21 Mar 2014
Corporate reporting is evolving, fast. And in some ways today’s assurance model is struggling to keep up. Diana Hillier, Global Assurance Standards and Ian Hitchen, Global Strategy ask if there’s a better way.
Across the world, companies are being challenged. Stakeholders are asking if the business is resilient, if it’s sustainable and whether it can ensure future value creation. There is a constant pressure to provide more information on a broader range of areas, and for that information to say more than what the short-term financial returns might be.
Corporate reporting – both internal and external – is evolving to reflect these shifts, becoming more holistic and integrated. But companies are telling us that doing this isn’t easy – they are having to press on through uncharted territory, using frameworks and standards that aren’t fully developed.
And this is where it gets difficult. Organisations know that in providing greater insight on how they are managing different aspects of their value creation is now essential for building trust with stakeholders, but they’re naturally reluctant to report using developing methods. Not only are companies reluctant, but stakeholders too are sceptical of new information – how robust is it? How complete? Is it fact or spin?
But we can’t let uncertainty or scepticism get in the way of progress; we have to encourage experimentation – and for that, we have to retain and build trust in disclosures during the transition to the new form of broader reporting.
The question is ‘how?’. The traditional way to build trust, certainly in financial reporting, is through the audit. But against the new breadth of information that companies report on, applying the current assurance model raises a number of challenges.
Crucially, the current assurance model presumes that there are robust, constant and ‘suitable’ criteria that can be applied when measuring or evaluating a subject matter – and that using these criteria will produce substantively comparable results. That isn’t necessarily the case with reporting that is still evolving.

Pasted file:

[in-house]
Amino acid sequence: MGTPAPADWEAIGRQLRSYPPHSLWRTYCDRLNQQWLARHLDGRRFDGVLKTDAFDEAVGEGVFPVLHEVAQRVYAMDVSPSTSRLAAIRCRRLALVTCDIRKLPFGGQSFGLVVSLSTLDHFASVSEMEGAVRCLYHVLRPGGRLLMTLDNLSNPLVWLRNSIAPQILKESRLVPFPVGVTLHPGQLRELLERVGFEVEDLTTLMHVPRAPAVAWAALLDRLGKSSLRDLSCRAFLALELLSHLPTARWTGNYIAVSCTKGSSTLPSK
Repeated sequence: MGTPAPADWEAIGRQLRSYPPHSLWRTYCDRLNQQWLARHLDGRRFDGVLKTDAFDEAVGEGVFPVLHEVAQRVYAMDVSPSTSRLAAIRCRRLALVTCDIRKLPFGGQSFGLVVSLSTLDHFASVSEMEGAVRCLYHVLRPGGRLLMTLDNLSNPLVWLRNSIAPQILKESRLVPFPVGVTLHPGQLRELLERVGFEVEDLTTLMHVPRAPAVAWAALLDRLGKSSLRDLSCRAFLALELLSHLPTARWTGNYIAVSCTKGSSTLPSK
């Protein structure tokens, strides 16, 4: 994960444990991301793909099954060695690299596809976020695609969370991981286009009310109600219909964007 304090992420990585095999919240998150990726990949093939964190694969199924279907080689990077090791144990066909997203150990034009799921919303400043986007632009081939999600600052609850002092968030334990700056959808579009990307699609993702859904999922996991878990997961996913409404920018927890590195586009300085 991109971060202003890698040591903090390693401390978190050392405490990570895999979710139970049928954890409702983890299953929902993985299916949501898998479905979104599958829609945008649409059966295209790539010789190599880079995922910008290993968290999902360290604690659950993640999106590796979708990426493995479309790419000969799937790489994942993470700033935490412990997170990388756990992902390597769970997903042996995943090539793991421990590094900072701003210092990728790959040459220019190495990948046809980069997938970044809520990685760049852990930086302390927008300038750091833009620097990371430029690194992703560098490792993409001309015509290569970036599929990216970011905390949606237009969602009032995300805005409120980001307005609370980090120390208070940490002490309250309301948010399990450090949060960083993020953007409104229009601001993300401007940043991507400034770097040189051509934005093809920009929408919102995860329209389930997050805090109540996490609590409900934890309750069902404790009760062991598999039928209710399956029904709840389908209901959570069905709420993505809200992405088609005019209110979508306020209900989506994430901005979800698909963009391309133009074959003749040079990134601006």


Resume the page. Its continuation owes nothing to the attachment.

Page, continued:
So, what to do? It’s time to be innovative and be prepared to think about a new and different way that we can build trust in corporate reporting as it is evolving – to be more supportive during the development of this broader, more integrated reporting.
Information doesn’t need to be “hard” to be trustworthy – but you do need to know how “soft” it is.
So, we thought we’d turn the equation around. What if, rather than providing a conclusion on how an organisation’s reporting measures against criteria, we were able to provide insight that lets people look behind the numbers to enable them to decide for themselves the degree of trust they put in the information?
How would that work in practice? Well, first, the model would have to be multi-dimensional, telling a story about the maturity of the organisation’s reporting over the full range of measures that matter. It would also have to be information-rich but simple too – and made accessible with visual representations supported by a narrative. It should be able to provide insight into the numbers – not just whether they’re ‘right’ or ‘wrong’ but how mature the company’s reporting is across a series of dimensions.
For each different set of information – say, financial, environmental, social – the model could show the relative level of maturity based on, for example, the integrity of the source data, the degree of measurement uncertainty and whether it’s being used internally as well as externally – how transparent it is.
The overall aim would be to enable organisations to be transparent about where they are on the reporting journey and equip readers to make informed decisions on how much they trust, and how they use the information they receive, hard or soft.
The new model won’t replace the old – far from it. We have little doubt that at the right stage in the development of an organisation’s reporting, there will be a role for assurance as we know it today. But for now, this new model could complement the old, by applying auditors’ expertise and professional judgment in the emerging areas where it’s not yet possible to provide comprehensive ‘traditional’ assurance.